NEW: @UKHSA study finds Pfizer booster is extremely effective against symptomatic infection, both compared to the unvaccinated and to those with 2 doses ft.com/content/8330da…

Whether first 2 doses were AZ or Pfizer, a Pfizer booster sends vaccine efficacy up to 93-94% 💪 Image
Study was on people aged 50+, comparing those boosted ~5+ months after dose 2, to those @ 5+ months unboosted.

AZ efficacy was 61% after dose 2, waning to 44% @ 5 months.

Pfizer was 82% after dose 2, waning to 63% @ 5 months.

2 wks after Pfizer booster, both groups -> 93-94%!
Best way to think about booster impact is not to look at going from 44 to 93 with AZ, i.e roughly doubling, but invert the numbers and go from (100-44) to (100-93), i.e from relative risk vs unvaxxed of 56% to just 7%

That’s an 87% increase in protection *relative to two doses!* Image
More importantly, level of protection after a booster is *much higher* than it was even at peak level just after second dose.

For AZ, relative risk just after dose 2 was 39%, now it’s 7% — an 82% reduction.

For Pfizer, RR just after d2 was 18%, now it’s 6% — a 67% reduction.
In other words, a booster isn’t just topping us back up to where we were after we got our second dose (and remember how invincible that felt?), it’s taking us to higher levels of protection than we’ve ever seen.
Of course, big question is whether we’ll look back on this as first in a regular series of boosters, or the 3rd dose of a three-dose vaccine.

The higher levels of protection hint at this being a new dose rather than just a recurring top-up, but more time and research are needed.
One more note: the new study (and all numbers I’ve quoted) are specific to symptomatic infection with the Delta variant.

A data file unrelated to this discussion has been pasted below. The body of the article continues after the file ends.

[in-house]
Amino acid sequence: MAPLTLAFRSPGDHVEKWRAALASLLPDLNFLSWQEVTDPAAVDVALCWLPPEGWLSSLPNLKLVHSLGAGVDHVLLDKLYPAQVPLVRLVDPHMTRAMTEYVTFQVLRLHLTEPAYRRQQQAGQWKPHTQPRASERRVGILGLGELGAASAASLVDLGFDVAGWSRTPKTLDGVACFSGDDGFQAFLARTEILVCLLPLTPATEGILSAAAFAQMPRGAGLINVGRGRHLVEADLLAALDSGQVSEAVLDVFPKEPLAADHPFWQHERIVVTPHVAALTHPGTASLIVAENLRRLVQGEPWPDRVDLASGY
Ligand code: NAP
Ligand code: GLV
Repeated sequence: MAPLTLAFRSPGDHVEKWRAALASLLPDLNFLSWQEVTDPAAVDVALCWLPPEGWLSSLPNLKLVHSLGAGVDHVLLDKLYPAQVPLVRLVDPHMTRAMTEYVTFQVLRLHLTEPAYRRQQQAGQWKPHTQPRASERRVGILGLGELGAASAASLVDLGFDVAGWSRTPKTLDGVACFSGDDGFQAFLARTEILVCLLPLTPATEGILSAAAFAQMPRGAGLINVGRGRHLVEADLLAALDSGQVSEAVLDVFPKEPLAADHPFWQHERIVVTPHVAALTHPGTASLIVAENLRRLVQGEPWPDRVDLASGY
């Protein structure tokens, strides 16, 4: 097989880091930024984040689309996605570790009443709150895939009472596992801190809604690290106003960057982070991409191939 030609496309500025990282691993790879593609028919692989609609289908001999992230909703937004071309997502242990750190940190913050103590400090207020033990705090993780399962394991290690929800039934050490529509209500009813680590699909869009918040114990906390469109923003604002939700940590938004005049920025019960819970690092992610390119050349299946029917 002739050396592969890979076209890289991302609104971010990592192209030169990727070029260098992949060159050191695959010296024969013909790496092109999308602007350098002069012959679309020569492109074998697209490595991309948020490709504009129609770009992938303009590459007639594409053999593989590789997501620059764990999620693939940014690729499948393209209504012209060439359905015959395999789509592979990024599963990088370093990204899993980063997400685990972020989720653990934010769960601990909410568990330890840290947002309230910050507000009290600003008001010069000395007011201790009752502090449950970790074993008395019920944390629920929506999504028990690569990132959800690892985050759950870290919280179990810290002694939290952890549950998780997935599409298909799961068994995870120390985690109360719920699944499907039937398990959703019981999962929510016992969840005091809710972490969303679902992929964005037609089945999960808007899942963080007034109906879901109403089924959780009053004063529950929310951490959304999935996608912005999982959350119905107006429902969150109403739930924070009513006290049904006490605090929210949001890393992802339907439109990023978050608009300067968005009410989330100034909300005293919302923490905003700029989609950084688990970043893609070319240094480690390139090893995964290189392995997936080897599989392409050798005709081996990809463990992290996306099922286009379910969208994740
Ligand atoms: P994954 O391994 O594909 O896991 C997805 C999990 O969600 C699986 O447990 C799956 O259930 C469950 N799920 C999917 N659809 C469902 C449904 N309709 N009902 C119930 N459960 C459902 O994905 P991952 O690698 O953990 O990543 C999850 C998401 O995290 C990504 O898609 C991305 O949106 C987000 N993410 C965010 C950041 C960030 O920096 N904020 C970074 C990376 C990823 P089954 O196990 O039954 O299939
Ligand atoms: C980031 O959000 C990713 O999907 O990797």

And finally, a link to the study itself: khub.net/documents/1359…
Oh, and even though this study only looked at efficacy against infection, not hospitalisation or death, we would strongly expect the same pattern to emerge there, even if only as a function of infection risk falling (and thus fewer people being susceptible to severe disease).

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More from @jburnmurdoch

Jan 20
The steepness of Omicron’s rise and fall in South Africa really is something to behold.

Here’s Gauteng first, where it all began.

Cases, test positivity, admissions, deaths and excess deaths too all down almost as steeply as they rose, and in much less time than past waves. Image
We’ve all got used to comparing the height of "new daily x" charts over the last couple of years, but at the end of the day it’s not just wave height but also wave duration that determines the ultimate toll on public health, so it’s worth looking at each wave cumulatively...
And here we are:

*Daily* cases peaked close to Delta, but shorter wave means total cases much lower

With more acute outcomes it’s striking:
• Less than 40% as many hospitalisations
• 10% as many deaths, and excess deaths lower still

These numbers will rise, but not by much Image
Read 12 tweets
Jan 17
Lots of people asking if UK cases are really falling, or have we just exceeded testing capacity or seeing effect of the pause in requiring confirmatory PCRs

By comparing ONS infection survey to dashboard cases, we see the trends match. The fall in cases in recent days is real ✅
There is of course some variation, e.g prevalence in Yorkshire still climbing when reported cases began falling, but even there we clearly see a slowdown in ONS series, and looking across all regions it’s clear that those minor discrepancies are the exceptions that prove the rule